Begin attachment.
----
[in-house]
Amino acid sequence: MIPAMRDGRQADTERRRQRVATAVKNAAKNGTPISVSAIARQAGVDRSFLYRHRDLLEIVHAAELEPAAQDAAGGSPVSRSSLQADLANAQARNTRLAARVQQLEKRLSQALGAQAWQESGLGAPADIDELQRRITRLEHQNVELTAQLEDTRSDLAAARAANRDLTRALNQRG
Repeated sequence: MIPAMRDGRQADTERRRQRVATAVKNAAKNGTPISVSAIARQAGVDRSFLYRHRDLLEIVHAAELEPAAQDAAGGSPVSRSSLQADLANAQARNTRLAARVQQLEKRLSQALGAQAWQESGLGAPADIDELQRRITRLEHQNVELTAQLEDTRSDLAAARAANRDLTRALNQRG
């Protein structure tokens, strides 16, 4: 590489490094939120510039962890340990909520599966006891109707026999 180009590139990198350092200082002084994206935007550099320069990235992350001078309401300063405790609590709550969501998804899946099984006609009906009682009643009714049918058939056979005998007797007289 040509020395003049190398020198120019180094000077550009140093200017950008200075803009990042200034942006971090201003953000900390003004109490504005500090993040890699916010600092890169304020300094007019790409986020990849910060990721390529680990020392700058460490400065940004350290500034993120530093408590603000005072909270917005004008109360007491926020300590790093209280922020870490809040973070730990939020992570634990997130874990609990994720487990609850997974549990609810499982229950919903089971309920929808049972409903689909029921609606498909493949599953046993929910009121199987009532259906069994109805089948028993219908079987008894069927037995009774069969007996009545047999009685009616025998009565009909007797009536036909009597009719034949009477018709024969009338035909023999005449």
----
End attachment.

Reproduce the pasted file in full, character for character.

[in-house]
Amino acid sequence: MIPAMRDGRQADTERRRQRVATAVKNAAKNGTPISVSAIARQAGVDRSFLYRHRDLLEIVHAAELEPAAQDAAGGSPVSRSSLQADLANAQARNTRLAARVQQLEKRLSQALGAQAWQESGLGAPADIDELQRRITRLEHQNVELTAQLEDTRSDLAAARAANRDLTRALNQRG
Repeated sequence: MIPAMRDGRQADTERRRQRVATAVKNAAKNGTPISVSAIARQAGVDRSFLYRHRDLLEIVHAAELEPAAQDAAGGSPVSRSSLQADLANAQARNTRLAARVQQLEKRLSQALGAQAWQESGLGAPADIDELQRRITRLEHQNVELTAQLEDTRSDLAAARAANRDLTRALNQRG
């Protein structure tokens, strides 16, 4: 590489490094939120510039962890340990909520599966006891109707026999 180009590139990198350092200082002084994206935007550099320069990235992350001078309401300063405790609590709550969501998804899946099984006609009906009682009643009714049918058939056979005998007797007289 040509020395003049190398020198120019180094000077550009140093200017950008200075803009990042200034942006971090201003953000900390003004109490504005500090993040890699916010600092890169304020300094007019790409986020990849910060990721390529680990020392700058460490400065940004350290500034993120530093408590603000005072909270917005004008109360007491926020300590790093209280922020870490809040973070730990939020992570634990997130874990609990994720487990609850997974549990609810499982229950919903089971309920929808049972409903689909029921609606498909493949599953046993929910009121199987009532259906069994109805089948028993219908079987008894069927037995009774069969007996009545047999009685009616025998009565009909007797009536036909009597009719034949009477018709024969009338035909023999005449």